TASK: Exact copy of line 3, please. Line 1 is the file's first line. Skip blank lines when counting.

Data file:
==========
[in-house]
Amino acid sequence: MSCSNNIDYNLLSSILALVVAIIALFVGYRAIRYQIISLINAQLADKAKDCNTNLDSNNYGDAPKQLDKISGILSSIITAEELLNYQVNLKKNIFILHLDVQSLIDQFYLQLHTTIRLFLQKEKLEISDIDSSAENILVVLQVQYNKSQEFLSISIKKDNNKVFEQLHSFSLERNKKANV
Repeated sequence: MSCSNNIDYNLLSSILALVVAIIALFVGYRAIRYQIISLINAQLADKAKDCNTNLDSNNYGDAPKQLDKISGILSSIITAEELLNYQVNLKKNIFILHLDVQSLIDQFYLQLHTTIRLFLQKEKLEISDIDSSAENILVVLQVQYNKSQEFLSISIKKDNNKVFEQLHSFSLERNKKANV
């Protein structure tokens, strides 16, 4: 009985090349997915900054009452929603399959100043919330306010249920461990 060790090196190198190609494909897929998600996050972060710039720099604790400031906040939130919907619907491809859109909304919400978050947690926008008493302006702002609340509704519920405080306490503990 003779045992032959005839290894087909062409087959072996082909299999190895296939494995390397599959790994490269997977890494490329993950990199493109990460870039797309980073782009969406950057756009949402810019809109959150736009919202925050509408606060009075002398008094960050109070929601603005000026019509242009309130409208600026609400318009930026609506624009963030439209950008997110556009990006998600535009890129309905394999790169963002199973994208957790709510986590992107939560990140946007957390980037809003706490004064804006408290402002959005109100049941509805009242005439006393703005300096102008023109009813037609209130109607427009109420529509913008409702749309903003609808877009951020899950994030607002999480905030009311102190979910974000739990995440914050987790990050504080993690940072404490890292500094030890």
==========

Repeated sequence: MSCSNNIDYNLLSSILALVVAIIALFVGYRAIRYQIISLINAQLADKAKDCNTNLDSNNYGDAPKQLDKISGILSSIITAEELLNYQVNLKKNIFILHLDVQSLIDQFYLQLHTTIRLFLQKEKLEISDIDSSAENILVVLQVQYNKSQEFLSISIKKDNNKVFEQLHSFSLERNKKANV